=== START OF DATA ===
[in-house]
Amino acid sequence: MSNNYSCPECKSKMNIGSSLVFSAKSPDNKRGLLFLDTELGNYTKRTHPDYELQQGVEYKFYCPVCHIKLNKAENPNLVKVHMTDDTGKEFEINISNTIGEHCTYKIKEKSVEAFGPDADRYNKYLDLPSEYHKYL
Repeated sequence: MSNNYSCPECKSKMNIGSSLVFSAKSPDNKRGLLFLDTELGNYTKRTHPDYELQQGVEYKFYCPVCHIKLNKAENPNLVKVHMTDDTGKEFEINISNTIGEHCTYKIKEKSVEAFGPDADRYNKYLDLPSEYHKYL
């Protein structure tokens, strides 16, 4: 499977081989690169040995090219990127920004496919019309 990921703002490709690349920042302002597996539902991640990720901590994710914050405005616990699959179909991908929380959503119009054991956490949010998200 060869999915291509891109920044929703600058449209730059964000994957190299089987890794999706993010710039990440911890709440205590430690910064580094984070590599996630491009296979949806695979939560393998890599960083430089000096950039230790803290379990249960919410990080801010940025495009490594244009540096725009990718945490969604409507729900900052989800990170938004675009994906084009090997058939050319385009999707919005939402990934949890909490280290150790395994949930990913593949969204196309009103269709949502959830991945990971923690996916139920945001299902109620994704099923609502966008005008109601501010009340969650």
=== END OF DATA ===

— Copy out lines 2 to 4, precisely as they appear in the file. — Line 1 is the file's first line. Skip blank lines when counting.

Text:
Amino acid sequence: MSNNYSCPECKSKMNIGSSLVFSAKSPDNKRGLLFLDTELGNYTKRTHPDYELQQGVEYKFYCPVCHIKLNKAENPNLVKVHMTDDTGKEFEINISNTIGEHCTYKIKEKSVEAFGPDADRYNKYLDLPSEYHKYL
Repeated sequence: MSNNYSCPECKSKMNIGSSLVFSAKSPDNKRGLLFLDTELGNYTKRTHPDYELQQGVEYKFYCPVCHIKLNKAENPNLVKVHMTDDTGKEFEINISNTIGEHCTYKIKEKSVEAFGPDADRYNKYLDLPSEYHKYL
């Protein structure tokens, strides 16, 4: 499977081989690169040995090219990127920004496919019309 990921703002490709690349920042302002597996539902991640990720901590994710914050405005616990699959179909991908929380959503119009054991956490949010998200 060869999915291509891109920044929703600058449209730059964000994957190299089987890794999706993010710039990440911890709440205590430690910064580094984070590599996630491009296979949806695979939560393998890599960083430089000096950039230790803290379990249960919410990080801010940025495009490594244009540096725009990718945490969604409507729900900052989800990170938004675009994906084009090997058939050319385009999707919005939402990934949890909490280290150790395994949930990913593949969204196309009103269709949502959830991945990971923690996916139920945001299902109620994704099923609502966008005008109601501010009340969650």